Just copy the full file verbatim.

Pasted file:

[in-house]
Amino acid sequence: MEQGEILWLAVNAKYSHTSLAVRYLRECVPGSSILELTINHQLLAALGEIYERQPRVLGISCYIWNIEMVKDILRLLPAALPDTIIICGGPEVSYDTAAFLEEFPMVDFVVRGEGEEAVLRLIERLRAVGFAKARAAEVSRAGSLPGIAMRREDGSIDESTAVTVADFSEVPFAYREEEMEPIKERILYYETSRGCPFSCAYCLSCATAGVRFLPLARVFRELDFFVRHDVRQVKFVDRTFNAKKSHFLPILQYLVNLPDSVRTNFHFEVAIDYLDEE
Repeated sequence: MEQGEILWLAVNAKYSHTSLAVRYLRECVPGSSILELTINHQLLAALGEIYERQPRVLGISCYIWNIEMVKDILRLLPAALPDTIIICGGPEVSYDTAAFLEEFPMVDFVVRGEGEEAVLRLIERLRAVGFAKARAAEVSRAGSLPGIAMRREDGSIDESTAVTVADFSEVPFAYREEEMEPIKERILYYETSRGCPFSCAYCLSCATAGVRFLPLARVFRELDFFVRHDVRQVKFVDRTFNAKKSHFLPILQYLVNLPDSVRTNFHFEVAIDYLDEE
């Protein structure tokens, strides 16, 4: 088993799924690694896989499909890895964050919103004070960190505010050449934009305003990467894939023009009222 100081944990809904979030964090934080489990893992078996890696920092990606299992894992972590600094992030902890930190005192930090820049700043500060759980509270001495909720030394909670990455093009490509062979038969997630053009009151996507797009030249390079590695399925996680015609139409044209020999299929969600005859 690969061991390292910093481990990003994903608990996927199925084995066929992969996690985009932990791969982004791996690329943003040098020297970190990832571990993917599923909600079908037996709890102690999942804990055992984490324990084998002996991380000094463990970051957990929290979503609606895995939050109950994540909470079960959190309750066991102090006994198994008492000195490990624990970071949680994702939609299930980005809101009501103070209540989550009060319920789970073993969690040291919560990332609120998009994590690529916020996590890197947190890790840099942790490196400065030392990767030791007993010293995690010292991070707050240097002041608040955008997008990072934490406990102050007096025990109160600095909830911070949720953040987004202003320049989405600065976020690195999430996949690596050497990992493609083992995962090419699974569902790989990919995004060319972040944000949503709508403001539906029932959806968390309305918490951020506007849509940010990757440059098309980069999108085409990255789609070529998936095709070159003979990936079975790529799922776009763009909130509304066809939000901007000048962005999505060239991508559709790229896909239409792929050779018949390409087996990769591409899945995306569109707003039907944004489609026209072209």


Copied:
[in-house]
Amino acid sequence: MEQGEILWLAVNAKYSHTSLAVRYLRECVPGSSILELTINHQLLAALGEIYERQPRVLGISCYIWNIEMVKDILRLLPAALPDTIIICGGPEVSYDTAAFLEEFPMVDFVVRGEGEEAVLRLIERLRAVGFAKARAAEVSRAGSLPGIAMRREDGSIDESTAVTVADFSEVPFAYREEEMEPIKERILYYETSRGCPFSCAYCLSCATAGVRFLPLARVFRELDFFVRHDVRQVKFVDRTFNAKKSHFLPILQYLVNLPDSVRTNFHFEVAIDYLDEE
Repeated sequence: MEQGEILWLAVNAKYSHTSLAVRYLRECVPGSSILELTINHQLLAALGEIYERQPRVLGISCYIWNIEMVKDILRLLPAALPDTIIICGGPEVSYDTAAFLEEFPMVDFVVRGEGEEAVLRLIERLRAVGFAKARAAEVSRAGSLPGIAMRREDGSIDESTAVTVADFSEVPFAYREEEMEPIKERILYYETSRGCPFSCAYCLSCATAGVRFLPLARVFRELDFFVRHDVRQVKFVDRTFNAKKSHFLPILQYLVNLPDSVRTNFHFEVAIDYLDEE
């Protein structure tokens, strides 16, 4: 088993799924690694896989499909890895964050919103004070960190505010050449934009305003990467894939023009009222 100081944990809904979030964090934080489990893992078996890696920092990606299992894992972590600094992030902890930190005192930090820049700043500060759980509270001495909720030394909670990455093009490509062979038969997630053009009151996507797009030249390079590695399925996680015609139409044209020999299929969600005859 690969061991390292910093481990990003994903608990996927199925084995066929992969996690985009932990791969982004791996690329943003040098020297970190990832571990993917599923909600079908037996709890102690999942804990055992984490324990084998002996991380000094463990970051957990929290979503609606895995939050109950994540909470079960959190309750066991102090006994198994008492000195490990624990970071949680994702939609299930980005809101009501103070209540989550009060319920789970073993969690040291919560990332609120998009994590690529916020996590890197947190890790840099942790490196400065030392990767030791007993010293995690010292991070707050240097002041608040955008997008990072934490406990102050007096025990109160600095909830911070949720953040987004202003320049989405600065976020690195999430996949690596050497990992493609083992995962090419699974569902790989990919995004060319972040944000949503709508403001539906029932959806968390309305918490951020506007849509940010990757440059098309980069999108085409990255789609070529998936095709070159003979990936079975790529799922776009763009909130509304066809939000901007000048962005999505060239991508559709790229896909239409792929050779018949390409087996990769591409899945995306569109707003039907944004489609026209072209």